Broadleaf Plantain (Plantago major)

Broadleaf plantain, White man's footprint, Waybread, Greater plantain

While native to Europe, the common plantain was one of the first plants to reach North America through early European explorers. Native Americans have referred to Plantago major as ‘white man’s footprint’, as it disrupted many local ecosystems by its introduction.

I. Appearance and Characteristics 

Plantago major, the broadleaf plantain, white man’s footprint, waybread, or greater plantain, is a species of flowering plant in the plantain family Plantaginaceae. 

Plantago major is a herbaceous, perennial plant with a rosette of leaves 15–30 centimeters (6–12 inches) in diameter. Each leaf is oval-shaped, 5–20 cm (2–8 in) long and 4–9 cm (1+1⁄2–3+1⁄2 in) broad, rarely up to 30 cm (12 in) long and 17 cm (7 in) broad, with an acute apex, a smooth margin, and a distinct petiole almost as long as the leaf itself. There are five to nine conspicuous veins over the length of the leaf. The flowers are small, greenish-brown with purple stamens, produced in a dense spike 5–15 cm (2–6 in) long on top of a stem 13–15 cm (5–6 in) tall and rarely to 70 cm (28 in) tall.

Plantain is wind-pollinated and propagates primarily by seeds, which are held on the long, narrow spikes which rise well above the foliage. Each plant can produce up to 20,000 seeds, which are very small and oval-shaped, with a bitter taste.

The plant is native to most of Europe and northern and central Asia, but has widely naturalized elsewhere in the world.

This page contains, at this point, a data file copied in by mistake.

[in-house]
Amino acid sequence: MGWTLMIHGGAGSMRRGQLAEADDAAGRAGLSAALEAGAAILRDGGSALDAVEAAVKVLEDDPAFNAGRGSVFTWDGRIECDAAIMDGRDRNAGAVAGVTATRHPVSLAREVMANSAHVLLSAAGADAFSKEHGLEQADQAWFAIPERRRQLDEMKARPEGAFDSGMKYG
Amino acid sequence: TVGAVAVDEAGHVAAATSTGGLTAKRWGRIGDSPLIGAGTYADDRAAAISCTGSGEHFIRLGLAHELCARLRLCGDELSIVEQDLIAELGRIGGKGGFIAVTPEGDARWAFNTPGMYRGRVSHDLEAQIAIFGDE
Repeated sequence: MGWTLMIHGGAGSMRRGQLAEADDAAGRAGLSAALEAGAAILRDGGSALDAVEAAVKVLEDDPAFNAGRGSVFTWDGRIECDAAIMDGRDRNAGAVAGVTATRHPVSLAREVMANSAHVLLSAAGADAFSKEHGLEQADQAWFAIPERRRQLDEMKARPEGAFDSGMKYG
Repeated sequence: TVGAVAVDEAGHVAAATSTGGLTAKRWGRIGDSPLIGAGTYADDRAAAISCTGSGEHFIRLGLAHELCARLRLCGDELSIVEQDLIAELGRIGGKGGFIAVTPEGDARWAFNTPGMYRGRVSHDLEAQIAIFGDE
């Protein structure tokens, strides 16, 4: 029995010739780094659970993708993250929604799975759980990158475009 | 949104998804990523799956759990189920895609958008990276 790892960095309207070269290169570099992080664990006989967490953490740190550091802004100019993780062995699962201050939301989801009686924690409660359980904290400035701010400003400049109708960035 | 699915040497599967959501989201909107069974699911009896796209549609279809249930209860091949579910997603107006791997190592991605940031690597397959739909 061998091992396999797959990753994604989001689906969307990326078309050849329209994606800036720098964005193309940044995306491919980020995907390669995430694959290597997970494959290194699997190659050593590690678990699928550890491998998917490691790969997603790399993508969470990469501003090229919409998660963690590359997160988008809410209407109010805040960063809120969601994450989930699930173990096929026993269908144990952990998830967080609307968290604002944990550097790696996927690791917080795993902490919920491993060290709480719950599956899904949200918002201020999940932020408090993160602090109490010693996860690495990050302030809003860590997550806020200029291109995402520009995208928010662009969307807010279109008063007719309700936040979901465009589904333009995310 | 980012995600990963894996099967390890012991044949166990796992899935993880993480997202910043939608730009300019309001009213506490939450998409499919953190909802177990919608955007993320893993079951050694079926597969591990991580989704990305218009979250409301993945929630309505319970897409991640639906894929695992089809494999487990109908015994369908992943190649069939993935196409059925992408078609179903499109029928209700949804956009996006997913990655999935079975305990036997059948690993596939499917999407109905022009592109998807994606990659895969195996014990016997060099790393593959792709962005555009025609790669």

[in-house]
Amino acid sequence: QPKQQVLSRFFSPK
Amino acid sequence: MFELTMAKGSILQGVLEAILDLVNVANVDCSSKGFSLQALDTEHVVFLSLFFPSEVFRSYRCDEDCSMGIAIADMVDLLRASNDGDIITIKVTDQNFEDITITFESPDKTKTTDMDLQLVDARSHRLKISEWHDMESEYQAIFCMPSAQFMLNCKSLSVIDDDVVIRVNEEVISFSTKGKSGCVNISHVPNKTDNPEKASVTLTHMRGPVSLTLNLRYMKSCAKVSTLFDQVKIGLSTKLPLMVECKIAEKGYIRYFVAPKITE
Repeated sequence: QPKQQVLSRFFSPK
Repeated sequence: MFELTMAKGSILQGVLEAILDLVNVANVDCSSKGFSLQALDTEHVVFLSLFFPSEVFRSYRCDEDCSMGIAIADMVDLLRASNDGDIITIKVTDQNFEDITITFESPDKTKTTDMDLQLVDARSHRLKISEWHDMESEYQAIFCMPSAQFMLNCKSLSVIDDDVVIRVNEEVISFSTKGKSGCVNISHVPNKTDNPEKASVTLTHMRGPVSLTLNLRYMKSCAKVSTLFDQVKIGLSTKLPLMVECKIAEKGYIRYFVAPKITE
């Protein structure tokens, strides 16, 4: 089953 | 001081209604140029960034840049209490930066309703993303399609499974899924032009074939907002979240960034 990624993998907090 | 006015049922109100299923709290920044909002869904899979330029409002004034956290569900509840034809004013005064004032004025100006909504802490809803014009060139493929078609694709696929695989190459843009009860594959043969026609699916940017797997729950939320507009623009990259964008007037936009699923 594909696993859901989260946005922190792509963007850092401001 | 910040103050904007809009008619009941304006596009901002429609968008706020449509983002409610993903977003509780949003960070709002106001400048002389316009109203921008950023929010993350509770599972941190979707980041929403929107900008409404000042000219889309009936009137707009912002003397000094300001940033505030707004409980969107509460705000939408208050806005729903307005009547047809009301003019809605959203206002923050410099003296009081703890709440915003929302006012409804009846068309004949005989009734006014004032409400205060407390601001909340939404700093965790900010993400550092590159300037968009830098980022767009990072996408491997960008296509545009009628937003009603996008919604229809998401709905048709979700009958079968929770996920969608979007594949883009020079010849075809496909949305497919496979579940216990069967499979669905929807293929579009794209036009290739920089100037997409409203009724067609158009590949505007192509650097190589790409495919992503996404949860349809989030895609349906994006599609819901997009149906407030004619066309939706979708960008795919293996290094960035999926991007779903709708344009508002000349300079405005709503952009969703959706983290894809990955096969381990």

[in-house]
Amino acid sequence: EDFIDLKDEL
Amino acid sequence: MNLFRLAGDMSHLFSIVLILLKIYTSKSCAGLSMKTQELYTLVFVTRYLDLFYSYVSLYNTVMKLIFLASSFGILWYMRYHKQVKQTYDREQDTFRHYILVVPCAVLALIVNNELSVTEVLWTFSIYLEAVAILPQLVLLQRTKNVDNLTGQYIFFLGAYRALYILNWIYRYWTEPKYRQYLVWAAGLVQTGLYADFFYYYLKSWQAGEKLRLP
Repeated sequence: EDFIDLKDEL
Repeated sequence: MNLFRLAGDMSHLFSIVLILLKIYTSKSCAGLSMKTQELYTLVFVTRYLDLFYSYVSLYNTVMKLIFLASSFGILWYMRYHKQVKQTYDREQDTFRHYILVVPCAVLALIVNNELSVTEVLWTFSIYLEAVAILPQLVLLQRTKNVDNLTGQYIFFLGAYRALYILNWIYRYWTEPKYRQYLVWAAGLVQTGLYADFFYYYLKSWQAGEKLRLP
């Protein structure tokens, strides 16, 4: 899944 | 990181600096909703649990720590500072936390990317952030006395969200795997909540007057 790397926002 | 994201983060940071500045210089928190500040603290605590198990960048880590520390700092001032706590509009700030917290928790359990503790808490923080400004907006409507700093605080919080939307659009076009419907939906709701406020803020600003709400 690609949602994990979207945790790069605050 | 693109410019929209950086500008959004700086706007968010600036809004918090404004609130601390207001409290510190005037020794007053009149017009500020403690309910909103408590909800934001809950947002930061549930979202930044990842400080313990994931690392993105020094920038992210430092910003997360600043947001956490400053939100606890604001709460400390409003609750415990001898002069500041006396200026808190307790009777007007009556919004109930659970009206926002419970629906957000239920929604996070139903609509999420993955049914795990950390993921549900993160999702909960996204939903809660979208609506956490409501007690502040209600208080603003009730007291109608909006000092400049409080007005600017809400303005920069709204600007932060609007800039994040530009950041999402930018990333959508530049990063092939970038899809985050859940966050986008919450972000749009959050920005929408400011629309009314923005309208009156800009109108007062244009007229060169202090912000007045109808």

Plantago grows in lawns and fields, along roadsides, and in other areas that have been disturbed by humans. It does particularly well in compacted or disturbed soils. It is believed to be one of the first plants to reach North America after European colonization. Reportedly brought to the Americas by Puritan colonizers, plantain was known among some Native American peoples by the common name “white man’s footprint”, because it thrived in the disturbed and damaged ecosystems surrounding European settlements. The ability of plantain to survive frequent trampling and colonize compacted soils makes it important for soil rehabilitation. Its roots break up hardpan surfaces, while simultaneously holding together the soil to prevent erosion.

The seeds of plantain are a common contaminant in cereal grain and other crop seeds. As a result, it now has a worldwide distribution.

II. How to Grow and Care


Broadleaf plantain prefers full sun, but will also grow well in part shade conditions.

Temperature and Humidity

Broadleaf plantain thrives in the hot, humid conditions of summer across most of its hardiness range, zones 3 to 12. It prefers relatively humid conditions, but will also grow in arid climates if it gets supplemental water. West of the Rockies, it is a somewhat less prevalent lawn weed but is still frequently found.


Common plantain doesn’t need much supplied water. Keeping the soil somewhat moist is best, but it is both drought and wet tolerant, so over- or underwatering isn’t a major concern for this plant. Common plantain will thrive without any extra water once it’s fully established.


As befits a plant with a reputation as a weed, broadleaf plantain will grow in just about any soil. It has a tolerance for dense, compacted soils, though will fare best and grow to its largest size in rich, loamy soil with good drainage.